Odd Jobs, Barbed Wire and Noodle Soup

I once wrote a story about the oddest job I’ve ever held. At least, I think it was the oddest job. I’ve had some peculiar ones over the years, such as working in a shoe factory in Israel, house demolition in Hawaii, house-building in the Amazon, producing Barney DVDs. Barney was arguably one of the most mentally painful jobs I’ve ever done–I’m still scarred…I love you, you love me, we’re one happy fam-i-ly…wait, where am I? Who am I? Why am I dressed in this dinosaur outfit? Kill me now.

Anyway, back to the story in question. It was the late 80s and I found myself running a post office in a refugee camp in southeast Thailand. The Thai military and the United Nations High Commission for Refugees bossed the place, but setups like that are always parceled out to various NGOs–aid outfits, mission agencies, charities, etc. So, while the military runs the camp security and the UN runs overall funding and oversight, the different NGOs run the day-to-day operations, whether that be the schools, the clinics, food distribution, clothing distribution, the internal banks, and, last but not least, the post offices.

I ran the post office in the non-Vietnamese side of the camp. Our population was mostly Khmer, Hmong, Meun, and Lao, bounded on four sides by barbed wire, watch towers, the relentless furnace blast of the sun, rice fields on three sides, and a cracked asphalt road on the fourth side, stretching away north and south to Bangkok in one direction and Cambodia in the other.

My postal boss partner, a pleasant Thai fellow who had the curious knack of happily and healthily existing on several hours of sleep each night, and I had about thirty refugees who worked for us in the post office. We were deluged with mail each day from all corners of the globe. Each piece had to be recorded and then the details posted on long lists on the bamboo billboards just outside our windows. Refugees would hopefully gather, anxious to see if they had received a letter from relatives in Canada or Sweden or perhaps even a crumpled bit of news from someone in their long deserted home back in Cambodia or Laos. The adults would crowd in front of the billboards while their children would flutter about in the dust, hopping and skipping and still finding something in life to be hopeful for. They always reminded me of Solomon’s birds, cheerful and unconcerned with the day’s woes, while their parents read and re-read the lists, desperate for a familiar name.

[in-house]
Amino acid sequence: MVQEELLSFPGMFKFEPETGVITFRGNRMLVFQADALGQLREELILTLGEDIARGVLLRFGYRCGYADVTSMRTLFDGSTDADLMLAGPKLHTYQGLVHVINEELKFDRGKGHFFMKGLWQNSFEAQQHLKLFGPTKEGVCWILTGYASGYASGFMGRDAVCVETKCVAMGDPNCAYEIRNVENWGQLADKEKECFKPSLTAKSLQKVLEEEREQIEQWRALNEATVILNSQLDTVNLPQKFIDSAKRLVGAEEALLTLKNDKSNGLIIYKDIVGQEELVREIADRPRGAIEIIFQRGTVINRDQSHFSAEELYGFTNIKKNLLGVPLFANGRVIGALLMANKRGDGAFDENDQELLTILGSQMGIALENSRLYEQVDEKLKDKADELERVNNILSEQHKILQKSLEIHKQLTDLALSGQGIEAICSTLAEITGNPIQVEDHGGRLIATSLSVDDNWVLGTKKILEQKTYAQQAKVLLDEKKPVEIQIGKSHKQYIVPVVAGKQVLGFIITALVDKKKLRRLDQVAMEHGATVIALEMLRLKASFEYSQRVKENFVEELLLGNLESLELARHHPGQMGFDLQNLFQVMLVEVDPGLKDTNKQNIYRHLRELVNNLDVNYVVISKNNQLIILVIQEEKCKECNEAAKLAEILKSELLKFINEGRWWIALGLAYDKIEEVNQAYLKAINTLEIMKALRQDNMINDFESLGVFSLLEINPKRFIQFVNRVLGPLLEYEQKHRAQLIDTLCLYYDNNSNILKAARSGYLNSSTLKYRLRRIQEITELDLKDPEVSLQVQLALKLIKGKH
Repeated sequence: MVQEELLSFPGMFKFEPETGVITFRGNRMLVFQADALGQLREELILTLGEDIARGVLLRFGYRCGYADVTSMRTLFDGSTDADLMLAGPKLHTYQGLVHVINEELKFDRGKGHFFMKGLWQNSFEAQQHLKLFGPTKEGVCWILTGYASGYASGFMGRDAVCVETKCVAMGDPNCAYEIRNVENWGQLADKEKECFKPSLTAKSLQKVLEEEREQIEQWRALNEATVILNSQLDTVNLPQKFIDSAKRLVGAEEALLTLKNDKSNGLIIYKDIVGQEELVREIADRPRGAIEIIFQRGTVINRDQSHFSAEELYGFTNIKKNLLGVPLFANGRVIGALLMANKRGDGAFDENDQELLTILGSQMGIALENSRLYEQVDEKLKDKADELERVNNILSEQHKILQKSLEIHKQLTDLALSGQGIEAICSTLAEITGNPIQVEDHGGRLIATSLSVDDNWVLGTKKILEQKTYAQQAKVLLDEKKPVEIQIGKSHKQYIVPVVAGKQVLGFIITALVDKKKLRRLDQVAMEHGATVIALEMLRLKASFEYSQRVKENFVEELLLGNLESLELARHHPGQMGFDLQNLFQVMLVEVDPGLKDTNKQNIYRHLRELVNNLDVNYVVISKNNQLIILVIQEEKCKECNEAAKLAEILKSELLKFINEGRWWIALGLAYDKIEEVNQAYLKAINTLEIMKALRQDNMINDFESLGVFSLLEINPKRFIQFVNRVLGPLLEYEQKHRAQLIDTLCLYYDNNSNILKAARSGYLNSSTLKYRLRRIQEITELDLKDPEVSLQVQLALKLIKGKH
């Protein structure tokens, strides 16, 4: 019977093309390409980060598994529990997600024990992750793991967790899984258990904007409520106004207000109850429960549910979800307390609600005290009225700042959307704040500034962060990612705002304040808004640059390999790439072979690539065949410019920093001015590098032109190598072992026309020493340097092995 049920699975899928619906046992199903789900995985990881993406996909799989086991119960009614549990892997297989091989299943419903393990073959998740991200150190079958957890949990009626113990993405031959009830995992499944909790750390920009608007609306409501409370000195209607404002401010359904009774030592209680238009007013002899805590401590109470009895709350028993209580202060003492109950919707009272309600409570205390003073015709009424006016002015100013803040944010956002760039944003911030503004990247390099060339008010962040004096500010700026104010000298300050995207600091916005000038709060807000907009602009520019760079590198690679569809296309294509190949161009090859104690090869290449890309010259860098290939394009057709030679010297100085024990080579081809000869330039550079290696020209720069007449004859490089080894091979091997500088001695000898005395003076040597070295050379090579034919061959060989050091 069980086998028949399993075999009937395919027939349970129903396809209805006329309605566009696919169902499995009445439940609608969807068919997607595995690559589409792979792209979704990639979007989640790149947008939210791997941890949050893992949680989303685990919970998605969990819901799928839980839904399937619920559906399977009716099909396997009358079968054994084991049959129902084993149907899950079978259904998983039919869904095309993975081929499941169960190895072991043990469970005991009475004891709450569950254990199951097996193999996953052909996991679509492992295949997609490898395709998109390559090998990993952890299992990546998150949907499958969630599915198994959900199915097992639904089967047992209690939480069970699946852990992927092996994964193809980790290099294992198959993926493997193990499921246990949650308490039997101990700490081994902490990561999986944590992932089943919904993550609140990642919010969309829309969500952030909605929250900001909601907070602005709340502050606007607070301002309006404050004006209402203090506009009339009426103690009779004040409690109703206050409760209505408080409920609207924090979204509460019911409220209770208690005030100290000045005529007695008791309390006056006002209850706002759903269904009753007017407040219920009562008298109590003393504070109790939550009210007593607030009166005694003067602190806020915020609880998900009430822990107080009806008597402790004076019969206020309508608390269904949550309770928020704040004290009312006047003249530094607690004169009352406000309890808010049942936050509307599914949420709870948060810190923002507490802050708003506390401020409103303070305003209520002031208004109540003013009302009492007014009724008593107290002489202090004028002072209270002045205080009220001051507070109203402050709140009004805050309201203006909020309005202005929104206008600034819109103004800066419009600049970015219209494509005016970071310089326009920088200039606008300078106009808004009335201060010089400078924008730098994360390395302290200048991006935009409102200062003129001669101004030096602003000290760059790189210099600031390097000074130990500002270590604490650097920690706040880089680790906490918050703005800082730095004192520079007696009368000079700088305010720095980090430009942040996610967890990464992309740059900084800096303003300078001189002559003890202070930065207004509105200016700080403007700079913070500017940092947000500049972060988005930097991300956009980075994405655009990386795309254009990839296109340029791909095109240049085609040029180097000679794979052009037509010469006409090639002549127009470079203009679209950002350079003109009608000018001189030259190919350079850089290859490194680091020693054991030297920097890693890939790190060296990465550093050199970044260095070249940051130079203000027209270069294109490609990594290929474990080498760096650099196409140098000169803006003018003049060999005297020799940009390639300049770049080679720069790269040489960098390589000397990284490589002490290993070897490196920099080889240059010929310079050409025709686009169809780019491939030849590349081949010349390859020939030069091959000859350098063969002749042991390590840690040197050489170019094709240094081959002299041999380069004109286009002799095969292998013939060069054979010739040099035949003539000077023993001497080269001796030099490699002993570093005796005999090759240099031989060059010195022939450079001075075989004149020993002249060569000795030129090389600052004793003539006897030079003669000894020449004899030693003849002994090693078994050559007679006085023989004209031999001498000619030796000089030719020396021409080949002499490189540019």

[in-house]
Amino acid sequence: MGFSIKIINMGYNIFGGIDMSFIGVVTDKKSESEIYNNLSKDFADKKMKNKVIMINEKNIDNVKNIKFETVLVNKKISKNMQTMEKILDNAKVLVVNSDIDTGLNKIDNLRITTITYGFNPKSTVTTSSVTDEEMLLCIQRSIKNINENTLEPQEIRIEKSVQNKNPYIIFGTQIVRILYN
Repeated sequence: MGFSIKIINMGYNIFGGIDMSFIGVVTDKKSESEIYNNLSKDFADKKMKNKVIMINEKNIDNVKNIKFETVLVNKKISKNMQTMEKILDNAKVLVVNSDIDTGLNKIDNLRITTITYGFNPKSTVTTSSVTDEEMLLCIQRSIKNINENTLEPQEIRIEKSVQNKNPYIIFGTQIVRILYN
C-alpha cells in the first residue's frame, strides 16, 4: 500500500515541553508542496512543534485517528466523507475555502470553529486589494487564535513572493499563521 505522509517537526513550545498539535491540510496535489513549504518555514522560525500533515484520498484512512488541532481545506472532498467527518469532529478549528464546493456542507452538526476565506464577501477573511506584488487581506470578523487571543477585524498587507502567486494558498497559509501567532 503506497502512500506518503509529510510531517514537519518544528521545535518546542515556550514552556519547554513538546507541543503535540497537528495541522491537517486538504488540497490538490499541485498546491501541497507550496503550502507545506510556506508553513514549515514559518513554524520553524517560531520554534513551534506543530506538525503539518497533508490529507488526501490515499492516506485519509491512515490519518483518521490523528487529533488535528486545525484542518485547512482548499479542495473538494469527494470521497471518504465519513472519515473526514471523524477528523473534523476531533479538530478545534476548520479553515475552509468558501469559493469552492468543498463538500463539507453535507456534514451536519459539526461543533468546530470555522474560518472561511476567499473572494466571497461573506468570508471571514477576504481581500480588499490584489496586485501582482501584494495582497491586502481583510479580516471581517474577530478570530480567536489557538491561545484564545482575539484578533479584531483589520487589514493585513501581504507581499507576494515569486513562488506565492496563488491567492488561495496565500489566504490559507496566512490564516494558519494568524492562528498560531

Just as important as news from afar was the possibility of a letter containing money. Money meant a more adequate survival in camp. Even though the United Nations was supposed to provide sufficient food for their upkeep, things never worked out that way. Funds raised in the west had a habit of diminishing in quantity by the time they reached the refugee camps in the form of food. I don’t say that with any animosity against the UN. It just was the way things were.

At lunch time, I would lock up and head to the gate, show my pass to the bored Thai soldiers, and then head across the asphalt road to the Vietnamese half of the camp. There, in an open bamboo thatched pavilion, several enterprising cooks held sway over some open-air kitchens, busily cooking up rice and noodles, eggs and fish and meat. A dollar or so would buy a good meal for lunch.

I worked that job for six months and, even after all these years, my head is full of stories from that short time. I’ve only written one, a particularly sad and painfully true one, but I’ve misplaced it somehow. Blast it all. Do we misplace a great deal of our lives, through choice or absent-mindedness? I’m afraid so.

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